The Righter Report

The Power of Grace and Forgiveness

SCRIPTURE READING: Matthew 5:23-24; 6:14-15; 18:21-22.

“Therefore, if you are offering your gift at the altar and there remember that your brother has something against you, leave your gift there in front of the altar. First go and be reconciled to your brother; and then come and offer your gift.”

“For if you do not forgive men their sins, your Father in heaven will not forgive you your sins.”

“Then Peter came to Jesus and asked, ‘Lord, how many times shall I forgive my brother when he sins against me? Up to seven times?’ Jesus answered, ‘I tell you, not seven times but seven times seventy” (Also see Matthew 18:23-35).

During his many travels Ernest Hemingway once spent some time in Madrid, Spain. And he told the story about a young man who had a falling out and a disagreement with his father, to the extent that, in anger, the son left home and ran away. The father was very hurt and upset, but after a short period of time he longed again to be reconciled to his only son, whereby he placed an ad in the local newspaper that read: “Paco (the son’s name), meet me at the Hotel Montana at noon Tuesday. All is forgiven. Love, Papa.” Well, Paco is a common name in Spain, and it turns out that when the father went to the hotel square to meet his son he found a number of other young men named Paco anxious and waiting for their fathers.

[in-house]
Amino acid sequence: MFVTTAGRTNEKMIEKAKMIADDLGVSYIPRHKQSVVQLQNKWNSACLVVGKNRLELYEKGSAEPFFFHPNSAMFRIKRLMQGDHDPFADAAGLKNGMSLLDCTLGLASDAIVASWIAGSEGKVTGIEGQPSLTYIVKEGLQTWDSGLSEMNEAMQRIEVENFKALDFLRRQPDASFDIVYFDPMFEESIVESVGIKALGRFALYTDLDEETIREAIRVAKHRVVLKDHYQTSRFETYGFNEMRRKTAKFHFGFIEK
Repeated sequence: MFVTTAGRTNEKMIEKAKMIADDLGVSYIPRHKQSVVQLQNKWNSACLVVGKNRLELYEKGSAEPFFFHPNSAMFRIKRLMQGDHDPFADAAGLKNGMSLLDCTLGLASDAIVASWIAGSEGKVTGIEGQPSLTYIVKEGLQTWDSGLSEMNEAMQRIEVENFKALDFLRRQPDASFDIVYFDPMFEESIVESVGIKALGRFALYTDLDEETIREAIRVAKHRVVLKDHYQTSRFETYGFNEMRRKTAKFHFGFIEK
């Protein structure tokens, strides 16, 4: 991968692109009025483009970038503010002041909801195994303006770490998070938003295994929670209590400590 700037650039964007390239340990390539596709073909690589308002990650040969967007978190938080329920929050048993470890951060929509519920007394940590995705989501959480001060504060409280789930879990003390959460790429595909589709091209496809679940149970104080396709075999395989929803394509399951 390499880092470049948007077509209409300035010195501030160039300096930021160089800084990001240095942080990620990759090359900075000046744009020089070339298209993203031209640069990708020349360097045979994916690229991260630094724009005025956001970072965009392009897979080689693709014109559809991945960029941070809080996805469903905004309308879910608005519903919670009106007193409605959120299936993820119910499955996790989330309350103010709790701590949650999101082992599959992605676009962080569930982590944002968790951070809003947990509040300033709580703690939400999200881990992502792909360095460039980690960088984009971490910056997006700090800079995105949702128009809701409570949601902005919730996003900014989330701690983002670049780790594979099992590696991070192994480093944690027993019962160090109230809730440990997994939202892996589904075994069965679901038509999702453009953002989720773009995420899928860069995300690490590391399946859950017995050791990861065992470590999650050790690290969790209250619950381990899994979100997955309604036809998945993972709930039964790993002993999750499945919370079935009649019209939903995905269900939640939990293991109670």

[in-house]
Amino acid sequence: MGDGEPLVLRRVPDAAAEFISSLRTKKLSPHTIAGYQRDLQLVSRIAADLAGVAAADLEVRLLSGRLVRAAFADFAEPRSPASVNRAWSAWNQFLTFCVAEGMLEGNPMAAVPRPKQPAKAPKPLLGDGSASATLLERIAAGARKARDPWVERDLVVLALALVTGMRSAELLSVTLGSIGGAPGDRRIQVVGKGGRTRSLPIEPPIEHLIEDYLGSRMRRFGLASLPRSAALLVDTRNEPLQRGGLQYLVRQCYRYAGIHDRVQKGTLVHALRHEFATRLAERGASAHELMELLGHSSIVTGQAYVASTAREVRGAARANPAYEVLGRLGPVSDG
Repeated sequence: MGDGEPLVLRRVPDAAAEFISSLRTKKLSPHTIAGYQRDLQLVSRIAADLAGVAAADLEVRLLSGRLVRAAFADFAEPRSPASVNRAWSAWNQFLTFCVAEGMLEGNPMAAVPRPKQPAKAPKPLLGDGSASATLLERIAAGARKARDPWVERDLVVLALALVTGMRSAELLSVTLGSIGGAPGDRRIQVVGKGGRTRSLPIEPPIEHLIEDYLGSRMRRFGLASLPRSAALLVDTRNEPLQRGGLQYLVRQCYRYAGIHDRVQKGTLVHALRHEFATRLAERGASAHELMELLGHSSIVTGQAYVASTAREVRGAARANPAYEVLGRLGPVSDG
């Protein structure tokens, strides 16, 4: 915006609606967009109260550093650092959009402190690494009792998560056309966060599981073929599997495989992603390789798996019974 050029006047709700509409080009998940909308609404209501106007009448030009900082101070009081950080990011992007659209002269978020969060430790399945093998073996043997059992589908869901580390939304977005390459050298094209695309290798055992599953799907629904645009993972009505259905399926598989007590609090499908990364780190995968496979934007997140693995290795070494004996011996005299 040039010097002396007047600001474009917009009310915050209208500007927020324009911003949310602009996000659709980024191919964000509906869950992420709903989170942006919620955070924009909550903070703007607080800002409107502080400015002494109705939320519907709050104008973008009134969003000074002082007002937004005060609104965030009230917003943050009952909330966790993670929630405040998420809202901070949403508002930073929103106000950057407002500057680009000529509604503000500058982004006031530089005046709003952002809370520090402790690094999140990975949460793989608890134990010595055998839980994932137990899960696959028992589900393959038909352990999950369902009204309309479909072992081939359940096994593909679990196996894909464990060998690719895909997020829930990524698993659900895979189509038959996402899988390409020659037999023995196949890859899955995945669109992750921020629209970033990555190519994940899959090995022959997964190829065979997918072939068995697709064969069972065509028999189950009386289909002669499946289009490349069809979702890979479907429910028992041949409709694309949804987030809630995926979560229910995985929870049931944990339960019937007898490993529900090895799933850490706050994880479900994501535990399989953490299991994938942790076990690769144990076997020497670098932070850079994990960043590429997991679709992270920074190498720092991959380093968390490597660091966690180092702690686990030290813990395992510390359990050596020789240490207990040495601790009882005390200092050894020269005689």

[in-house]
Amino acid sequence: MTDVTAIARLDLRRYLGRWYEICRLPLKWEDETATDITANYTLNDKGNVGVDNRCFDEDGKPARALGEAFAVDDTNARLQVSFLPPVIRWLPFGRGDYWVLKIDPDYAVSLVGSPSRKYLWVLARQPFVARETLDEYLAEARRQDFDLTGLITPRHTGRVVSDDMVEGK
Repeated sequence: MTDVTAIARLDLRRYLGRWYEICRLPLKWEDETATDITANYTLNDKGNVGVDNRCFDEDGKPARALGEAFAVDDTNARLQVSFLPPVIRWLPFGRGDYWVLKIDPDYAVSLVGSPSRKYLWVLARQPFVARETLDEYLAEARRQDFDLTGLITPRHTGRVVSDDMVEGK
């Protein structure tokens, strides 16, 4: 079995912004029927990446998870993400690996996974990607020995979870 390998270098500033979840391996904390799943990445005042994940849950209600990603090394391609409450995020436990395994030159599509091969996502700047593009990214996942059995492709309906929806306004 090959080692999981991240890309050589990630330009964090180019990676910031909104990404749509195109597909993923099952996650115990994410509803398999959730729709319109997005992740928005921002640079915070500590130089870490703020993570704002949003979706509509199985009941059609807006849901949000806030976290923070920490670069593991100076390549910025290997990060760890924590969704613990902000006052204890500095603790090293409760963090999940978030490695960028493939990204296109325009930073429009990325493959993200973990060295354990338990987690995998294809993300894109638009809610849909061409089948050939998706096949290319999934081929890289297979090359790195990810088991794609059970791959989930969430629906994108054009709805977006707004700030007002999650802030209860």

It’s somewhat sad that on that day only one family was reconciled back together when many others could have been.

Today, two of the major problems that we face in the church of Jesus Christ are, (1) the failure to understand and receive God’s unconditional love, grace, and forgiveness in our lives, and (2) the failure to give the same things out to others. Grace, love, and forgiveness are Christianity’s most gracious gift to the world we live in, exerting a force stronger than vengeance, stronger than racism, and stronger than hatred. What blocks forgiveness is not God’s reticence, but ours. God’s arms are always open. We are the one’s who sometimes walk away, thinking God cannot forgive what we’ve done. Let me assure you, He does. And He does it because He loves us.

Remember the apostle John? He was the one who wrote that he was the disciple that Jesus loved. I think in reality all the other disciples felt the same way. But only John wrote that down for us. What is our primary identity in life? Should it not be, “I am the one who Jesus loves?”